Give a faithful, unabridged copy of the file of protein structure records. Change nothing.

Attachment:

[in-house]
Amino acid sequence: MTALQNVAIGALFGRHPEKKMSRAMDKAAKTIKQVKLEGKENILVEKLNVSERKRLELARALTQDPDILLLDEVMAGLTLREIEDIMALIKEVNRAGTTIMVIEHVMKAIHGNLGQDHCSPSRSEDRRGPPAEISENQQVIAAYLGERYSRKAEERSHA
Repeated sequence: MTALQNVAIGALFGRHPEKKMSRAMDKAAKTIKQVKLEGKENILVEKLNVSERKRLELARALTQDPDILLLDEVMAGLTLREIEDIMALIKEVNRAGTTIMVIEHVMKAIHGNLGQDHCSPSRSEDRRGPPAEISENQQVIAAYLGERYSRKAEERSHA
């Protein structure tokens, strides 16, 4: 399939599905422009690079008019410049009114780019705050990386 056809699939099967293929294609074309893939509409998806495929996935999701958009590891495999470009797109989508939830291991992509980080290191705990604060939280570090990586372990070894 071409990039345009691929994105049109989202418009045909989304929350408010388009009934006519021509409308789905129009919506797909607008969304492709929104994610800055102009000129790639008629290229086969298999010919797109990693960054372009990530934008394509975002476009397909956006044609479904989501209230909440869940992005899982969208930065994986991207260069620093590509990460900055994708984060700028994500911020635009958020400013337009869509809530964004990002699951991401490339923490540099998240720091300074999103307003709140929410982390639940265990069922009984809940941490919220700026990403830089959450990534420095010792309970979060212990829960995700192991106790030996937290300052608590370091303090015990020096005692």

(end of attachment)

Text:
[in-house]
Amino acid sequence: MTALQNVAIGALFGRHPEKKMSRAMDKAAKTIKQVKLEGKENILVEKLNVSERKRLELARALTQDPDILLLDEVMAGLTLREIEDIMALIKEVNRAGTTIMVIEHVMKAIHGNLGQDHCSPSRSEDRRGPPAEISENQQVIAAYLGERYSRKAEERSHA
Repeated sequence: MTALQNVAIGALFGRHPEKKMSRAMDKAAKTIKQVKLEGKENILVEKLNVSERKRLELARALTQDPDILLLDEVMAGLTLREIEDIMALIKEVNRAGTTIMVIEHVMKAIHGNLGQDHCSPSRSEDRRGPPAEISENQQVIAAYLGERYSRKAEERSHA
């Protein structure tokens, strides 16, 4: 399939599905422009690079008019410049009114780019705050990386 056809699939099967293929294609074309893939509409998806495929996935999701958009590891495999470009797109989508939830291991992509980080290191705990604060939280570090990586372990070894 071409990039345009691929994105049109989202418009045909989304929350408010388009009934006519021509409308789905129009919506797909607008969304492709929104994610800055102009000129790639008629290229086969298999010919797109990693960054372009990530934008394509975002476009397909956006044609479904989501209230909440869940992005899982969208930065994986991207260069620093590509990460900055994708984060700028994500911020635009958020400013337009869509809530964004990002699951991401490339923490540099998240720091300074999103307003709140929410982390639940265990069922009984809940941490919220700026990403830089959450990534420095010792309970979060212990829960995700192991106790030996937290300052608590370091303090015990020096005692």